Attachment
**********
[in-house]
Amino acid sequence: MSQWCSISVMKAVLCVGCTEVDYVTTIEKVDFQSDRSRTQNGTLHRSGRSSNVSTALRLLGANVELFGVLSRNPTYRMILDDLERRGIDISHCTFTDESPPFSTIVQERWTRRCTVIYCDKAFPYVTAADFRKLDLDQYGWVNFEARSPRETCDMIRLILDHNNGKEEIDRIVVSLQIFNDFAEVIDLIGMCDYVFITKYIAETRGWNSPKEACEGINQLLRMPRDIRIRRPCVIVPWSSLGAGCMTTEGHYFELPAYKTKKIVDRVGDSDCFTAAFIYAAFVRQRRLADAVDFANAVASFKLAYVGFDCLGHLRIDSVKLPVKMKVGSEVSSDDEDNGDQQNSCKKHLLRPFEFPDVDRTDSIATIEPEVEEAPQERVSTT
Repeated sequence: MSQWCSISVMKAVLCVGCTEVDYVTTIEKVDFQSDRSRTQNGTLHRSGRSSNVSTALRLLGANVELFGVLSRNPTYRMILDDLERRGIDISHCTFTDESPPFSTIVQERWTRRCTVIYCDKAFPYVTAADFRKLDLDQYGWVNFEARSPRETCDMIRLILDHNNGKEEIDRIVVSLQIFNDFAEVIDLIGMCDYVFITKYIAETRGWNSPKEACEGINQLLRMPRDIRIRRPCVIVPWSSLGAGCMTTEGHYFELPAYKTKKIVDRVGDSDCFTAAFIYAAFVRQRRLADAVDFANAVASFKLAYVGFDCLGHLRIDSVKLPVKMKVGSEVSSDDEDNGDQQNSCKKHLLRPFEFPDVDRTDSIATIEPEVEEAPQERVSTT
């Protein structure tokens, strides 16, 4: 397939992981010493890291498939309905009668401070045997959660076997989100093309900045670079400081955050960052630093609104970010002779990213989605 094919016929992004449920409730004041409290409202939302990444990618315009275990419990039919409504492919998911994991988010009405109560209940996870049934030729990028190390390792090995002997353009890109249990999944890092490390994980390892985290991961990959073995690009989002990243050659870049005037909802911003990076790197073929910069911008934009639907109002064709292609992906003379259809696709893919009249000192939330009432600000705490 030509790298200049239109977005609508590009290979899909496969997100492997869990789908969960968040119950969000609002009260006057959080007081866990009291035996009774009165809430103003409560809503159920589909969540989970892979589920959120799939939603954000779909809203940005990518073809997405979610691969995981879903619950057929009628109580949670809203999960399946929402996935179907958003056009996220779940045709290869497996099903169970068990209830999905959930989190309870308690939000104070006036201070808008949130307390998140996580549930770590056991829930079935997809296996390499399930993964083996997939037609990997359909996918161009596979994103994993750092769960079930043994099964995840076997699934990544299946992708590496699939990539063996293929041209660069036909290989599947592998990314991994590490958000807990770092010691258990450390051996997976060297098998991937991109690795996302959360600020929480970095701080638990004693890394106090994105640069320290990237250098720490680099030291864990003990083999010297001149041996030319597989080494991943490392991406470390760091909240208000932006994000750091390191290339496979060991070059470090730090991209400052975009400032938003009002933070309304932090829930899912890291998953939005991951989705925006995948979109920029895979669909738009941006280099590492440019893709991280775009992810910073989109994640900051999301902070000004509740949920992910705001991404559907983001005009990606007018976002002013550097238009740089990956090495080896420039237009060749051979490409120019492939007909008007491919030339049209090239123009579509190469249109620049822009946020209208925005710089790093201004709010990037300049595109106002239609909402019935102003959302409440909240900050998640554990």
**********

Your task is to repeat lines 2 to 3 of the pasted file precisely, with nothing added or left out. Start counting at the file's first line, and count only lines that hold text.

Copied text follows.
Amino acid sequence: MSQWCSISVMKAVLCVGCTEVDYVTTIEKVDFQSDRSRTQNGTLHRSGRSSNVSTALRLLGANVELFGVLSRNPTYRMILDDLERRGIDISHCTFTDESPPFSTIVQERWTRRCTVIYCDKAFPYVTAADFRKLDLDQYGWVNFEARSPRETCDMIRLILDHNNGKEEIDRIVVSLQIFNDFAEVIDLIGMCDYVFITKYIAETRGWNSPKEACEGINQLLRMPRDIRIRRPCVIVPWSSLGAGCMTTEGHYFELPAYKTKKIVDRVGDSDCFTAAFIYAAFVRQRRLADAVDFANAVASFKLAYVGFDCLGHLRIDSVKLPVKMKVGSEVSSDDEDNGDQQNSCKKHLLRPFEFPDVDRTDSIATIEPEVEEAPQERVSTT
Repeated sequence: MSQWCSISVMKAVLCVGCTEVDYVTTIEKVDFQSDRSRTQNGTLHRSGRSSNVSTALRLLGANVELFGVLSRNPTYRMILDDLERRGIDISHCTFTDESPPFSTIVQERWTRRCTVIYCDKAFPYVTAADFRKLDLDQYGWVNFEARSPRETCDMIRLILDHNNGKEEIDRIVVSLQIFNDFAEVIDLIGMCDYVFITKYIAETRGWNSPKEACEGINQLLRMPRDIRIRRPCVIVPWSSLGAGCMTTEGHYFELPAYKTKKIVDRVGDSDCFTAAFIYAAFVRQRRLADAVDFANAVASFKLAYVGFDCLGHLRIDSVKLPVKMKVGSEVSSDDEDNGDQQNSCKKHLLRPFEFPDVDRTDSIATIEPEVEEAPQERVSTT